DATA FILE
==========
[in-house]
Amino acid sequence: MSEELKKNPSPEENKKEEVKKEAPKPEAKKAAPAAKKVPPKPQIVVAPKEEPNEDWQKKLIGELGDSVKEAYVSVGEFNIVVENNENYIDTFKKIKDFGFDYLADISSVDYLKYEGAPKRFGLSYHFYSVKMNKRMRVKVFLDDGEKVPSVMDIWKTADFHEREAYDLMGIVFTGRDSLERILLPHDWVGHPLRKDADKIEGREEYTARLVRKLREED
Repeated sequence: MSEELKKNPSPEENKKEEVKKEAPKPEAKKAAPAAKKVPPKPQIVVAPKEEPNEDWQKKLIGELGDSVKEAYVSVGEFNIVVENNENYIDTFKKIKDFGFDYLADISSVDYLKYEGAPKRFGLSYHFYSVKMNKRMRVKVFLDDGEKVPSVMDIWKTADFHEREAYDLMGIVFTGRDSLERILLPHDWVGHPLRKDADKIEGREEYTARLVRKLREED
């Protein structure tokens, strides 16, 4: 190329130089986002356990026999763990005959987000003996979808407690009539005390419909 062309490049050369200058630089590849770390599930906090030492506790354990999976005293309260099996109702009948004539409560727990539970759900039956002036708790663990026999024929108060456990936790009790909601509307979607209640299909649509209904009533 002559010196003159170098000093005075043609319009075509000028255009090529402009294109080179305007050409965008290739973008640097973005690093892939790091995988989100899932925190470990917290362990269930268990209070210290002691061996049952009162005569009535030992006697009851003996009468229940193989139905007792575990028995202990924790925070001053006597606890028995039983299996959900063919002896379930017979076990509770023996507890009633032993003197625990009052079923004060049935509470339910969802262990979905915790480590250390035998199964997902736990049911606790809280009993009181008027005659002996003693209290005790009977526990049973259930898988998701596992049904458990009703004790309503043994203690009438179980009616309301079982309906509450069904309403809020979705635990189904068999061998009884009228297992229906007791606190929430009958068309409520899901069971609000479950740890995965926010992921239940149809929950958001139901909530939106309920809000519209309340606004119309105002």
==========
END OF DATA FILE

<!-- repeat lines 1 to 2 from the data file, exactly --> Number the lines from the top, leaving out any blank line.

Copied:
[in-house]
Amino acid sequence: MSEELKKNPSPEENKKEEVKKEAPKPEAKKAAPAAKKVPPKPQIVVAPKEEPNEDWQKKLIGELGDSVKEAYVSVGEFNIVVENNENYIDTFKKIKDFGFDYLADISSVDYLKYEGAPKRFGLSYHFYSVKMNKRMRVKVFLDDGEKVPSVMDIWKTADFHEREAYDLMGIVFTGRDSLERILLPHDWVGHPLRKDADKIEGREEYTARLVRKLREED